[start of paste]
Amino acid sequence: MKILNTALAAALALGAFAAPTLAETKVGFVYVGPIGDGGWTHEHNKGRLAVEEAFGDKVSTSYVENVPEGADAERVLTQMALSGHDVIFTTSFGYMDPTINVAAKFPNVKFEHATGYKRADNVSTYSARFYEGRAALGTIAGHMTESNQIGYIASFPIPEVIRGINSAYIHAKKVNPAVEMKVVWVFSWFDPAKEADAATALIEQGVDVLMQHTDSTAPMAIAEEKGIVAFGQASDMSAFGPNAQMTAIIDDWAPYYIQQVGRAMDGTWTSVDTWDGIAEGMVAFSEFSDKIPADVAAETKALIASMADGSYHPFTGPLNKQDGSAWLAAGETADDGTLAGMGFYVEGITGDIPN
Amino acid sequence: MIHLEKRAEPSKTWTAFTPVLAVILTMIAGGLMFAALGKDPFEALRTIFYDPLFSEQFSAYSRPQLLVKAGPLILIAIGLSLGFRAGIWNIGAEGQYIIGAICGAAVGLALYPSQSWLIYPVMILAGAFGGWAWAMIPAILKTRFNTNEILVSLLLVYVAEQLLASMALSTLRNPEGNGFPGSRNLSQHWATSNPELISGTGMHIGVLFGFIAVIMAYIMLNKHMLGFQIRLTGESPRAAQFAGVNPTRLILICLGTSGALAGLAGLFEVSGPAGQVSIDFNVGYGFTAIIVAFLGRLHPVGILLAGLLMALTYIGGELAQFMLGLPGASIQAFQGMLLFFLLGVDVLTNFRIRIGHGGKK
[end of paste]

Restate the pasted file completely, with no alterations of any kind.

Amino acid sequence: MKILNTALAAALALGAFAAPTLAETKVGFVYVGPIGDGGWTHEHNKGRLAVEEAFGDKVSTSYVENVPEGADAERVLTQMALSGHDVIFTTSFGYMDPTINVAAKFPNVKFEHATGYKRADNVSTYSARFYEGRAALGTIAGHMTESNQIGYIASFPIPEVIRGINSAYIHAKKVNPAVEMKVVWVFSWFDPAKEADAATALIEQGVDVLMQHTDSTAPMAIAEEKGIVAFGQASDMSAFGPNAQMTAIIDDWAPYYIQQVGRAMDGTWTSVDTWDGIAEGMVAFSEFSDKIPADVAAETKALIASMADGSYHPFTGPLNKQDGSAWLAAGETADDGTLAGMGFYVEGITGDIPN
Amino acid sequence: MIHLEKRAEPSKTWTAFTPVLAVILTMIAGGLMFAALGKDPFEALRTIFYDPLFSEQFSAYSRPQLLVKAGPLILIAIGLSLGFRAGIWNIGAEGQYIIGAICGAAVGLALYPSQSWLIYPVMILAGAFGGWAWAMIPAILKTRFNTNEILVSLLLVYVAEQLLASMALSTLRNPEGNGFPGSRNLSQHWATSNPELISGTGMHIGVLFGFIAVIMAYIMLNKHMLGFQIRLTGESPRAAQFAGVNPTRLILICLGTSGALAGLAGLFEVSGPAGQVSIDFNVGYGFTAIIVAFLGRLHPVGILLAGLLMALTYIGGELAQFMLGLPGASIQAFQGMLLFFLLGVDVLTNFRIRIGHGGKK